Part 1: ‘Homelessness Ends With a Home’
Convergence planned for Wednesday, Jan. 20, 11 a.m., at Federal Building, Seventh and Mission, San Francisco, then plans dashed – see Part 2 below
Jan. 20, 2010, marks the one-year anniversary of the Obama administration. He came to power through a powerful grassroots campaign movement. That movement – driven by hope and change – has foundered on business as usual in D.C.
We do know that change can come quick, just look at the $700 billion of taxpayer’s dollars that went to bail out Wall Street. What did those most in need get? $1.5 billion in Homelessness Prevention and Rapid Re-housing funds! The change barometer reads: little to no change.
Organize or die!
What are the consequences of these priorities? 39.8 million people living below the poverty line, including 17 million people in “deep poverty.” a 26-year high unemployment rate, 46.3 million uninsured people and 49 million people who face food insecurity. Homelessness is up 12 percent in cities across the country.
In response to this growing crisis, many local governments and business improvement districts have created programs that force growing numbers of poor people out of gentrifying or neglected neighborhoods and into jails.
From anti-homeless loitering, sitting and sleeping laws to immigration checks at health programs and public schools to arrest histories in public housing and employment, we must stop this pattern of oppression and demand our human rights. It’s quite simple: Organize or die!
Part 2: Homeless protest permit revoked from feds: NO RIGHT TO ASSEMBLE AT THE NEW FEDERAL BUILDING
People who are homeless, their supporters and service providers planned to rally on Jan. 20, 2010, for an event entitled “Homelessness Ends With a Home” at the plaza in the new federal building at Mission and Seventh. The rally is timed to correspond with the one-year anniversary of the inauguration of Barack Obama, in a plea to make affordable housing for poor people the top priority of his administration.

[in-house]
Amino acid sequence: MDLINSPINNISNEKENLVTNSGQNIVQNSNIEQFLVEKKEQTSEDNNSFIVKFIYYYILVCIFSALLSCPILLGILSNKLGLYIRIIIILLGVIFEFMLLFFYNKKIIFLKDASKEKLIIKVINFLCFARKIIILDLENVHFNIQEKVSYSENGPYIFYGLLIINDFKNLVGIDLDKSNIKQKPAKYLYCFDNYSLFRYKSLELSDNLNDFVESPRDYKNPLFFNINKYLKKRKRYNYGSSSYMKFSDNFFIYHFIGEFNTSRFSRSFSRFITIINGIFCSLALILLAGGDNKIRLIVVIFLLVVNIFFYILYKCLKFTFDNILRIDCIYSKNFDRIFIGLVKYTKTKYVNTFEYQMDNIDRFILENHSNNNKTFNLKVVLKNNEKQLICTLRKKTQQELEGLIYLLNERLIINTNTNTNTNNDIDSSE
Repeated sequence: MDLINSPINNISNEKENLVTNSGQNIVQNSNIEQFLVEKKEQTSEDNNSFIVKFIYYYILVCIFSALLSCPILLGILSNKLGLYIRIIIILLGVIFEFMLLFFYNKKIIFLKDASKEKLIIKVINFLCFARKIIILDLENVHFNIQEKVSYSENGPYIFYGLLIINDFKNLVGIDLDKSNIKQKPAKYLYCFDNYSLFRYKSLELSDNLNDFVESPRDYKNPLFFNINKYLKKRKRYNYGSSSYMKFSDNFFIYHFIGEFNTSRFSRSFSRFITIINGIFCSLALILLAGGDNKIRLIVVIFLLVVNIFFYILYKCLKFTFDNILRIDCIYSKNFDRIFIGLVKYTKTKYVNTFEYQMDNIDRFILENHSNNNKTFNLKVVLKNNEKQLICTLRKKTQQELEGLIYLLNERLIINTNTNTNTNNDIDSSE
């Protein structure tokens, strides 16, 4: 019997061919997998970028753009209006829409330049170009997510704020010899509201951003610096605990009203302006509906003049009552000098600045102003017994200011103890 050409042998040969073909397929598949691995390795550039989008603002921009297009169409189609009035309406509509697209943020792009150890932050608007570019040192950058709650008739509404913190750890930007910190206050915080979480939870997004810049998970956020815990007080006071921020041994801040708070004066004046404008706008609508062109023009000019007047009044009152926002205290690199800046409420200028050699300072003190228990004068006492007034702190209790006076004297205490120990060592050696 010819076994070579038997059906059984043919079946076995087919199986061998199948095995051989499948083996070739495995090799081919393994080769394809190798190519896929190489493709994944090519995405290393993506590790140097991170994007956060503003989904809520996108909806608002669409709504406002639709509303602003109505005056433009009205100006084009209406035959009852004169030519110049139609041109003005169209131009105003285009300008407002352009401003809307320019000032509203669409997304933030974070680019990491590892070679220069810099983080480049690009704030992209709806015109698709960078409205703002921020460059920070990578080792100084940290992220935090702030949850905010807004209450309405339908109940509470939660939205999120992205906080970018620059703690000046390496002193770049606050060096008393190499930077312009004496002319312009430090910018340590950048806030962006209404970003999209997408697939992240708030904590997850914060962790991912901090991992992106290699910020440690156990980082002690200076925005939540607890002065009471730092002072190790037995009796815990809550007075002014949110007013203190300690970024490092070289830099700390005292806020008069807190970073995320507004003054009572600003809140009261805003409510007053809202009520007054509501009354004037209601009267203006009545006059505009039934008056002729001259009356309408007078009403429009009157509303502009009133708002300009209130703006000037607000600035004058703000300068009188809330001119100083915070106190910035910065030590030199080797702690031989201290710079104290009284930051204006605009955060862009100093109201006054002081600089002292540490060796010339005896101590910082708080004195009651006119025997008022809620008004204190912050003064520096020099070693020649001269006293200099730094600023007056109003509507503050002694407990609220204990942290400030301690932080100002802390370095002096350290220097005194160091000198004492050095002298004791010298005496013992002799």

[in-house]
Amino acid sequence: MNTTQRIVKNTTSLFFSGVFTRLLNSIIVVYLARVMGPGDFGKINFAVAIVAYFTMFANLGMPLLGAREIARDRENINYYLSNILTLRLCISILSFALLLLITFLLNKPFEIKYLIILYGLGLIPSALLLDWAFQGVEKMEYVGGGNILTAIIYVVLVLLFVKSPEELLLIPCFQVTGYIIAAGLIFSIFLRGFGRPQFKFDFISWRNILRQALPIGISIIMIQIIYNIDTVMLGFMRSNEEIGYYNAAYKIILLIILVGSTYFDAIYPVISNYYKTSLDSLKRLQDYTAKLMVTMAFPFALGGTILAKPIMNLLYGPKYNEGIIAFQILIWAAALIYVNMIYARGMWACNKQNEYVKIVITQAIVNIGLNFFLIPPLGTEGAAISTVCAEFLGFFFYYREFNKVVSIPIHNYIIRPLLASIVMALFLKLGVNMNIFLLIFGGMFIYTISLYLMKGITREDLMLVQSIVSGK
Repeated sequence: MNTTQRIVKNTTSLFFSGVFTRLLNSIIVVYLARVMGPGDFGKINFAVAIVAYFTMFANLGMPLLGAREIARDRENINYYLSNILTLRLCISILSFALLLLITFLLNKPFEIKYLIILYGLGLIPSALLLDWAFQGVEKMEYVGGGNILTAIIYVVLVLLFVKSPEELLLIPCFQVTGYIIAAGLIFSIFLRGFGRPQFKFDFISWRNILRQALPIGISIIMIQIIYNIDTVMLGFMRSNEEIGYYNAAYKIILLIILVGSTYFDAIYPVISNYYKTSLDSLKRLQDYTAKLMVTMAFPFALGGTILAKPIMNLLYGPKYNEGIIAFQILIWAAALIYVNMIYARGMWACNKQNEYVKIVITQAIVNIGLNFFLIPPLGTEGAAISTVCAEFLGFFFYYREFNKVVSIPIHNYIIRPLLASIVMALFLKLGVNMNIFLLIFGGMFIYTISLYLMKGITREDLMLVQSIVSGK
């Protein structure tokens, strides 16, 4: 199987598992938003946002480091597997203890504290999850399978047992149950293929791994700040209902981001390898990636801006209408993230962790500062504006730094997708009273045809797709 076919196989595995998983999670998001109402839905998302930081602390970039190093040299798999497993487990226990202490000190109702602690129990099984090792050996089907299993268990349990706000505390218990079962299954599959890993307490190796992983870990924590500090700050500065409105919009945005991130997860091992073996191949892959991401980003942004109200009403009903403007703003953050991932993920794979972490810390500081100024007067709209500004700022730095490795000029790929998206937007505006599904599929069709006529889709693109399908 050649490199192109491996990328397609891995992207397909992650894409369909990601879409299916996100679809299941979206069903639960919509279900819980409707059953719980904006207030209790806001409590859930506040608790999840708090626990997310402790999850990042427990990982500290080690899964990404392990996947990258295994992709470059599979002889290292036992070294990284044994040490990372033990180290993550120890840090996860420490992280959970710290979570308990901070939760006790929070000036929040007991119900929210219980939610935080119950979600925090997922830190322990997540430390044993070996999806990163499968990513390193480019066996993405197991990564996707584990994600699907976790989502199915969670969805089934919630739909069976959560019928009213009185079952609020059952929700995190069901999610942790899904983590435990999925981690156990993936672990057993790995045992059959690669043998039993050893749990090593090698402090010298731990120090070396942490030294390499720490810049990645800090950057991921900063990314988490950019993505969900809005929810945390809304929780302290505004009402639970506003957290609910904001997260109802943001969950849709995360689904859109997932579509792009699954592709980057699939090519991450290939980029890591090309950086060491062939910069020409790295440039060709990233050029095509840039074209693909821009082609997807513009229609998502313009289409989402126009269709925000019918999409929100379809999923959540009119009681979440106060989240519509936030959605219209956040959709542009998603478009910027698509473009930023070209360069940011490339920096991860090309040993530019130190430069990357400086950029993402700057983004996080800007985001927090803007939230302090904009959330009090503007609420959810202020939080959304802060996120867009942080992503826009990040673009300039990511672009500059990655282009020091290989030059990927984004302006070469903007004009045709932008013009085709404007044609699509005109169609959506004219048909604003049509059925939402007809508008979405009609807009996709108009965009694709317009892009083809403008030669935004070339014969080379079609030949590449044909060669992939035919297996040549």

The General Services Administration (GSA) suddenly revoked a previously approved permit to Western Regional Advocacy Project for homeless organizations from throughout the Western United States to assemble in the public square on the corner of Mission and Seventh Street. According to the denial letter from the GSA, the largest assembly approved to date was for fewer than 200 people.
The rally is timed to correspond with the one-year anniversary of the inauguration of Barack Obama, in a plea to make affordable housing for poor people the top priority of his administration.
Adding insult to injury, the GSA told organizers they could not appeal because their notice of intent to appeal was received within six instead of five days following the unorthodox denial.
An expected crowd of 1,500 people now find themselves without a home for the Jan. 20 rally. Notwithstanding the GSA’s statement that it is untimely, advocates plan to continue to appeal this denial.
“We outlined exactly what we planned to do and how many people would be attending. Now the feds shut us down. The federal government’s message is that they don’t want to hear from homeless people if there are too many of them,” according to Paul Boden, executive director of the Western Regional Advocacy Project.
According to free speech advocate boona cheema, “The message is dreadful. The federal government is refusing assemblies over 200 people. Traditionally, areas around public buildings are the most important for the exercise of free speech and the right to assemble. Restrictions placed on assemblies in this area are highly suspect, must be content neutral and should receive the highest level scrutiny. The denial of ‘Homelessness Ends With a Home’ threatens free speech for all, and we plan to fight this denial.”
Western Regional Advocacy Project exists to expose and eliminate the root causes of civil and human rights abuse of people experiencing poverty and homelessness in our communities. For more information, visit www/wraphome.org or contact Paul Boden, email@example.com, or Jennifer Friedenbach, executive director, Coalition on Homelessness, 468 Turk St., San Francisco CA 94102, (415) 346-3740, ext. 306, firstname.lastname@example.org, www.cohsf.org/streetsheet.